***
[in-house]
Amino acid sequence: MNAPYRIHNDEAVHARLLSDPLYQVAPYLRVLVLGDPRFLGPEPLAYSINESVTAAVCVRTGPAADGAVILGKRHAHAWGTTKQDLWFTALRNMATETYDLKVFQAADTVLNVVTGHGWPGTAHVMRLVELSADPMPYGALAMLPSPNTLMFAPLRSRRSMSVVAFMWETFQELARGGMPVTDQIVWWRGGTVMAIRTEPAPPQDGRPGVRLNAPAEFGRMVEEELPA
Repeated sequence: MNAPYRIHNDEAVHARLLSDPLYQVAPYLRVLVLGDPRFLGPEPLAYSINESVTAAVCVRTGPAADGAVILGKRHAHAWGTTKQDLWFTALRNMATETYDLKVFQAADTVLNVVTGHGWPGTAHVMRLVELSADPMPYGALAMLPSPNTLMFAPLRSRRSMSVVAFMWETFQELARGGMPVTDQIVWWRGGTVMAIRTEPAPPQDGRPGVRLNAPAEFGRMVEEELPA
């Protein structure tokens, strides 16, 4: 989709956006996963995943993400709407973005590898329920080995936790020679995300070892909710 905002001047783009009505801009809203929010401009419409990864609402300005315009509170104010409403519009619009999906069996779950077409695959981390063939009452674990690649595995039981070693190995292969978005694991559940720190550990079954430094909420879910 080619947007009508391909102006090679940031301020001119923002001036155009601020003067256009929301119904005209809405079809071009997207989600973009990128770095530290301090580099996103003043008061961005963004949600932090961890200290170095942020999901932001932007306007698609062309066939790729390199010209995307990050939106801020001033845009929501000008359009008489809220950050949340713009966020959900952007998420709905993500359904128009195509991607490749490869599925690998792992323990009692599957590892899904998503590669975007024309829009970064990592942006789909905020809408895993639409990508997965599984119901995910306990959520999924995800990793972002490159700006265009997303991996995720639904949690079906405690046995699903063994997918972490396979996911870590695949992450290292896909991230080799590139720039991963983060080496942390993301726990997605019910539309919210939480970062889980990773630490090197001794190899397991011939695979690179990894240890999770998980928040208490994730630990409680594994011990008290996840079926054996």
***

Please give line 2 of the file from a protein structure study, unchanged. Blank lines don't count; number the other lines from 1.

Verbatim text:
Amino acid sequence: MNAPYRIHNDEAVHARLLSDPLYQVAPYLRVLVLGDPRFLGPEPLAYSINESVTAAVCVRTGPAADGAVILGKRHAHAWGTTKQDLWFTALRNMATETYDLKVFQAADTVLNVVTGHGWPGTAHVMRLVELSADPMPYGALAMLPSPNTLMFAPLRSRRSMSVVAFMWETFQELARGGMPVTDQIVWWRGGTVMAIRTEPAPPQDGRPGVRLNAPAEFGRMVEEELPA